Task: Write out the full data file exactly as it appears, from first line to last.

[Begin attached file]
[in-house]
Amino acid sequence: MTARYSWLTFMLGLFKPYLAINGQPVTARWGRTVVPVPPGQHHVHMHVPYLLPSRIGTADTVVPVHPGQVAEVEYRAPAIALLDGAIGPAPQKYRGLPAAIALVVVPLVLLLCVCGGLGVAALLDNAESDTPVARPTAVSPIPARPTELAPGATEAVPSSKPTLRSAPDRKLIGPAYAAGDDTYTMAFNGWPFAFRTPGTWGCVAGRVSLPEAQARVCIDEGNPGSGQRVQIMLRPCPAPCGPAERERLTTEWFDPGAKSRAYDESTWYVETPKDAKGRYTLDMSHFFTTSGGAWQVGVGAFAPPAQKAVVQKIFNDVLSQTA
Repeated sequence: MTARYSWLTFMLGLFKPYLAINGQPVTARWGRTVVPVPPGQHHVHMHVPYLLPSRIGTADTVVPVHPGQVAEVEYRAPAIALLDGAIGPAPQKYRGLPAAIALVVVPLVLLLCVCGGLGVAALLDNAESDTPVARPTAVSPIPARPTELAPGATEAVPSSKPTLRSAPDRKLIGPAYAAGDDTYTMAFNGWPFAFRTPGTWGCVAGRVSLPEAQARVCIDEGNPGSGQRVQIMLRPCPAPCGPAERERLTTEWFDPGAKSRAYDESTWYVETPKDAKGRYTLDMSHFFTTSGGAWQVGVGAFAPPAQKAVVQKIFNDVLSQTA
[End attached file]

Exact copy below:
[in-house]
Amino acid sequence: MTARYSWLTFMLGLFKPYLAINGQPVTARWGRTVVPVPPGQHHVHMHVPYLLPSRIGTADTVVPVHPGQVAEVEYRAPAIALLDGAIGPAPQKYRGLPAAIALVVVPLVLLLCVCGGLGVAALLDNAESDTPVARPTAVSPIPARPTELAPGATEAVPSSKPTLRSAPDRKLIGPAYAAGDDTYTMAFNGWPFAFRTPGTWGCVAGRVSLPEAQARVCIDEGNPGSGQRVQIMLRPCPAPCGPAERERLTTEWFDPGAKSRAYDESTWYVETPKDAKGRYTLDMSHFFTTSGGAWQVGVGAFAPPAQKAVVQKIFNDVLSQTA
Repeated sequence: MTARYSWLTFMLGLFKPYLAINGQPVTARWGRTVVPVPPGQHHVHMHVPYLLPSRIGTADTVVPVHPGQVAEVEYRAPAIALLDGAIGPAPQKYRGLPAAIALVVVPLVLLLCVCGGLGVAALLDNAESDTPVARPTAVSPIPARPTELAPGATEAVPSSKPTLRSAPDRKLIGPAYAAGDDTYTMAFNGWPFAFRTPGTWGCVAGRVSLPEAQARVCIDEGNPGSGQRVQIMLRPCPAPCGPAERERLTTEWFDPGAKSRAYDESTWYVETPKDAKGRYTLDMSHFFTTSGGAWQVGVGAFAPPAQKAVVQKIFNDVLSQTA